Ray Martin: For many Australians, the 12th of October 2002 will be forever remembered as the date that terrorism darkened Australia's doorstep…
Frank Morgan: And it was just as I got back to the hotel, literally walked back into my room, when you heard the, the explosions, the… the noise of the bombs going off.
Glen McEwen: And all of a sudden, the lights went out. There was a loud boom, and the lights went out.
Ray Martin: Three separate explosions had rocked the popular tourist destination of Bali…
Sarah Benson: And I remember the phone, the phone ringing in the lab, which was unusual for a Sunday. And then the phone calls just kept going.
Mark Laing: I got up on Sunday morning to multitude of text messages and voice messages all concerning some of our colleagues that were actually in the Sari Club and had been victims of the bombing.
Nathan Green: It was one of those times where you just had a feeling that yesterday was no longer the same, it's changed, that something had fundamentally shifted in the world, that this was one of the first times that Australians were deliberately targeted offshore.
Ray Martin: I'm Ray Martin… and Operation Alliance: the 2002 Bali Bombings is an historic 4-part series that will take you inside the search for justice and the investigation by the Australian Federal Police and their Indonesian counterparts.
Graham Ashton: You know, the Indonesian forensic scientists, they're well-qualified people, and they had a lot of bombings on a regular basis at that time in Indonesia, you know, they weren't strangers to bombings.
Ray Martin: You'll hear first-hand accounts from those officers who helped the injured…
Frank Morgan: There was a guy driving past down the laneway in front of the hotel in a ute, so I basically commandeered his ute, put Tim in it, and as many injured people as I could and just said, "Get me to a hospital, get me somewhere, a medical centre".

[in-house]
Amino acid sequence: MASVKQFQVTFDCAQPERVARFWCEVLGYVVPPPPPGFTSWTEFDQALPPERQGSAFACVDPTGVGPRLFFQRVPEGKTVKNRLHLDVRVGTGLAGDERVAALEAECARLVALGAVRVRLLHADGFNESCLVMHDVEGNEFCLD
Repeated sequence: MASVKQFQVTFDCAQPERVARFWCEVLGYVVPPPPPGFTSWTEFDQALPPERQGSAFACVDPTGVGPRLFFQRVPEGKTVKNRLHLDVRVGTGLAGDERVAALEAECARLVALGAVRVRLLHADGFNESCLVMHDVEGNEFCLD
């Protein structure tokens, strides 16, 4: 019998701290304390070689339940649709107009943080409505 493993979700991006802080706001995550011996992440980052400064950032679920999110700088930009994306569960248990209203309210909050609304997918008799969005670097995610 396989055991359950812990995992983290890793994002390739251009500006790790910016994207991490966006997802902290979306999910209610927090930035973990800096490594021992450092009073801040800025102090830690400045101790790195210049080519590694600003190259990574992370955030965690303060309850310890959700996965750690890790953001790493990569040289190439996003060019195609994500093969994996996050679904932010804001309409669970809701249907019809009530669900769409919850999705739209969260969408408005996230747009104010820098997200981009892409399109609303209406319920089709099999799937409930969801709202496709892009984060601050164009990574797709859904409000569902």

Ray Martin: To forensic experts involved in the hunt for clues…
Annie Lam: We put a little heater in there and we made a super glue tent, and we found that to be successful. And then we developed fingerprints.
David Royds: Most people were looking at the floor, looked up, saw that ceiling, and it's almost impossible to ignore what was up there.
Ray Martin: And also, those helping the families of the victims.
Karl Kent: I think those of us that had to deal with that found that the most confronting. Feeling that loss first from the family members and then relating that to what was being done in the field.
Ray Martin: Operation Alliance is a story of extraordinary teamwork…
Ben McDevitt: For every person on the ground in Bali, there were at least 10 people back in Australia working to support those individuals, to supply them with the logistics, to enable them to operate safely you know in a foreign country and be able to support them.
Ray Martin: And a story that's shaped the AFP - and the men and women within it - like no other event in our history.
Graham Ashton: To be part of that and being able to capture those responsible and provide at least some, some outcome for families who had been through so much, felt very rewarding. But at the time, you felt like you were part of something significant, something historic, as to what was happening in terms of Australia's history.
Reece Kershaw: I think as a police officer first and a commissioner second, we did everything we could for the families and for those victims, and, and I believe we did bring those responsible to justice. But it's never ending, and we'll never give up and we'll never stop.
Ray Martin: Operation Alliance: the 2002 Bali Bombings – incredible first-hand stories from inside the AFP. Episode 1 is available to download from September 21 wherever you get your podcasts.